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I couldn't grasp the concept in Kreyszig's "Introductory Functional Analysis with Applications" book that every vector space $X\neq\{0\}$ has a basis.

Before that it's said that if $X$ is any vector space, not necessarily finite dimensional, and $B$ is a linearly independent subset of $X$ which spans $X$, then $B$ is called a basis (or Hamel basis) for $X$. Hence if $B$ is a basis for $X$, then every nonzero $x\in X$ has a unique representation as a linear combination of (finitely many!) elements of $B$ with nonzero scalars as coefficients.

How can any infinite dimensional space has a finite basis?

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    $\begingroup$ by definition, the dimension of a vector space is the size of a basis for that vector space, so no they can't $\endgroup$ – mercio Nov 20 '16 at 16:46
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If $X$ is an infinite-dimensional vector space over some field $F,$ then any basis $B$ must be an infinite set.

It's true that any $v\in X$ can be written as a finite linear combination $p_1 b_1 +\dots + p_n b_n,$ where the $p_k$ are in the underlying field $F$ and the $b_k$ are in the basis $B.$

This doesn't say that $B$ is finite though. Different $v$ in $X$ will require different basis elements to write them in the above format — only finitely many basis elements for any particular $v,$ but (assuming that $X$ is infinite-dimensional so that $B$ is infinite) as you let $v$ vary, you're going to need the infinitely many basis elements to write the various linear combinations (even though each linear combination is itself, individually, a finite sum).


Here's an example:

Let $X$ be the set of all infinite sequences of real numbers that are eventually $0;$ in other words, a member of $X$ is a function $f\colon\mathbb{N}\to\mathbb{R}$ such that for some $n\in\mathbb{N}$, for all $k\gt n,$ $f(k)=0.$ Of course, $X$ is a vector space over $\mathbb{R}$ under pointwise addition and pointwise scalar multiplication.

For each $n\in\mathbb{N},$ let $b_n\in X$ be defined by setting $$b_n(k)=\begin{cases}1,\text{ if }k=n,\\0,\text{ if }k\ne n.\end{cases}$$ Then you can see that $\{b_n\mid n\in\mathbb{N}\}$ is a basis for $X$ over $\mathbb{R}.$ Any member of $X$ can be written as a finite linear combination of the $b_n\text{'s}$ (since each member of $X$ is eventually $0).$ But you need all the $b_n\text{'s}$ (infinitely many) to write all the members of $X$ in that way.


[By the way, the theorem that every vector space has a basis uses the axiom of choice, as does the theorem that any two bases for the same vector space must have the same cardinality. Without the axiom of choice, there can be vector spaces without a basis, and also vector spaces which have a basis but which don't have a well-defined dimension, because different bases can have different cardinalities. I wouldn't worry about any of this when you're just starting to study vector spaces though.]


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  • $\begingroup$ Mitchell, thank you for the reply! So Hamel basis may have uncountable number of elements (hard to construct), but a vector is always represented as a finite combination of some of these elements. In case of a Shauder basis it's different. The Shauder basis is infinitely countable(which is good), but a vector is represented as an infinitely countable linear combination. Am I correct? $\endgroup$ – Konstantin Nov 24 '16 at 22:31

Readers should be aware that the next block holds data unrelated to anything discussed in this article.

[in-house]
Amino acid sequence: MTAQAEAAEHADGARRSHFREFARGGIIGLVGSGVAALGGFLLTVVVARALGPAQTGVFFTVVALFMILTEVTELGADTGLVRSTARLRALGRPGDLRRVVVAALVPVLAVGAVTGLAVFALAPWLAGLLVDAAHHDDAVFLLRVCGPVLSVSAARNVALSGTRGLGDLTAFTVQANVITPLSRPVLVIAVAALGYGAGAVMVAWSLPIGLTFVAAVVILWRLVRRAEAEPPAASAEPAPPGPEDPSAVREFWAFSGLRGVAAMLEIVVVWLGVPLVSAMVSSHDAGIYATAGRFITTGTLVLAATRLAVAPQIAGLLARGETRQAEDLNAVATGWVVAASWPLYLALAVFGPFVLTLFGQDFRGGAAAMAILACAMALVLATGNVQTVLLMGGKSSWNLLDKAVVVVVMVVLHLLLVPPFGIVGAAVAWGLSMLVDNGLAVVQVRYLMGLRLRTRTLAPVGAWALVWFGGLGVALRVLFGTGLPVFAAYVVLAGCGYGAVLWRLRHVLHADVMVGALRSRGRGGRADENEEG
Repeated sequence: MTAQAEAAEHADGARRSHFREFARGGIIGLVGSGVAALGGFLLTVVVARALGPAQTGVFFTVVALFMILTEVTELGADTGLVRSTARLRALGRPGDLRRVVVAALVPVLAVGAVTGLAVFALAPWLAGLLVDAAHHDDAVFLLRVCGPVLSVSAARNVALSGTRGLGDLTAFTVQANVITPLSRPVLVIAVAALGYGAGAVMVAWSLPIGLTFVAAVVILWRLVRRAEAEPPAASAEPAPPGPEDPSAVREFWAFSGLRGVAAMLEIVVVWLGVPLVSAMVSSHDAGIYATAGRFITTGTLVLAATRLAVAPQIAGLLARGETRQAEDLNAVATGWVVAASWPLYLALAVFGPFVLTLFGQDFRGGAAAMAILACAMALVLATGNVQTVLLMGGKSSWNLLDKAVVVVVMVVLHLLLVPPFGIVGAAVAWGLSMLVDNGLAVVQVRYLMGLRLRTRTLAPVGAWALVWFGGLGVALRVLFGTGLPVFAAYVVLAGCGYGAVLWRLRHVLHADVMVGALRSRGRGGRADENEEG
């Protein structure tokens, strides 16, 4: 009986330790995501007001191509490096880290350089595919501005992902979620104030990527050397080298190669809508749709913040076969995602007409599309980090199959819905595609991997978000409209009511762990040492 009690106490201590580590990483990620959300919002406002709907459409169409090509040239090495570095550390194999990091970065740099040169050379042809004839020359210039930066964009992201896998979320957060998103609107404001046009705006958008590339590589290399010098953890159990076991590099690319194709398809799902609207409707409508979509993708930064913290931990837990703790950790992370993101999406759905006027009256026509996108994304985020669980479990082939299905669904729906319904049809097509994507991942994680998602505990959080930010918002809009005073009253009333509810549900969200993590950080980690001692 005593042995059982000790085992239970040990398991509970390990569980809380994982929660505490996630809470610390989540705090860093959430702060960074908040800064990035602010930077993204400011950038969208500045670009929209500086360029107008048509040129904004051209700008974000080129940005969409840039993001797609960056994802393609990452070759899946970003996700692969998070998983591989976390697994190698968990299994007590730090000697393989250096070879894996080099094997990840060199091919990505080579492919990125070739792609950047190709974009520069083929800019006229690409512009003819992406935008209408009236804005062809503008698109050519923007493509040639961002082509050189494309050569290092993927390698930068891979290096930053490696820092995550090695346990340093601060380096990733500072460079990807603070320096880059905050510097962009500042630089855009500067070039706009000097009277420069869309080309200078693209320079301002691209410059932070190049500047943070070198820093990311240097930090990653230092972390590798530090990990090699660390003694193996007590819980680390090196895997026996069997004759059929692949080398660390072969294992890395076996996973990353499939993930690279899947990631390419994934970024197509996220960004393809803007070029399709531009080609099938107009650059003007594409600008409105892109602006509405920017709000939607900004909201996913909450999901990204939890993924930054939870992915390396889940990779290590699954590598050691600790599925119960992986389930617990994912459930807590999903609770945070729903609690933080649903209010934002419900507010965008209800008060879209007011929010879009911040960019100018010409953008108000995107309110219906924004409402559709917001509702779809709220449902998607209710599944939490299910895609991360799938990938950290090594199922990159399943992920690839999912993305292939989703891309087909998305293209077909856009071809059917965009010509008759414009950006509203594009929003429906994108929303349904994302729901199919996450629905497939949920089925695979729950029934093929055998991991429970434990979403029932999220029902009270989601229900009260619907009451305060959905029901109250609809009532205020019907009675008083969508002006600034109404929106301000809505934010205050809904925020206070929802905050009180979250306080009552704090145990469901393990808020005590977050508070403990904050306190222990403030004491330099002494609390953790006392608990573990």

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    $\begingroup$ Yes, a Hamel basis (most commonly just called a basis) may be an uncountable set, and every vector can be written as a finite linear combination of basis elements. Every vector space has a basis (assuming the axiom of choice). A Schauder basis $u_0, u_1, \dots$ is a sequence (so it's countable and comes in a specific order); every vector can be written as an infinite sum $\sum_{k=0}^\infty a_k u_k,$ where the $a_k$ are scalars. This requires more than just a vector space even to be meaningful; you need to have a topology on the space so that you can talk about the infinite sum. $\endgroup$ – Mitchell Spector Nov 25 '16 at 8:56
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The answer is simple: it has a basis, but not a finite basis. The general definition of a basis is that any vector is a linear combination of a finite number of elements of the basis, in a unique way.

For instance, for any field $K$, the ring of polynomials $K[X]$ is a $K$-vector space. Its usual (countable) basis is the set of monomials: $$\{1,X, X^2, \dots, X^n,\dots\}.$$ One proves every vector space over a field $K$ has a basis. The proof requires the axiom of choice.

In particular $\mathbf R$ is a $\mathbf Q$-vector space, and as such, it has bases over $\mathbf Q$. We know a Hamel basis for $\mathbf R$ has to be uncountable since $\mathbf R$ is, but no one ever saw one explicitly.

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  • $\begingroup$ ernard, thank you for the reply! What I still don't get is how any vector in an infinite dimensional space can be represented as a finite combination of basis elements. Does it mean that there is just some basis where you can represent the vector as a linear combination of elements? $\endgroup$ – Konstantin Nov 20 '16 at 18:36
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    $\begingroup$ Each vector requires a finite number of elements of the basis, but the elements required can be different for each vector. A good way of thinking intuitively of the situation is considering polynomials: any finite subset of polynomials has bounded degree, hence the subspace generated by this subset has the same bound, and any polynomial with degree exceeding this bounds will require other polynomials. $\endgroup$ – Bernard Nov 20 '16 at 18:55

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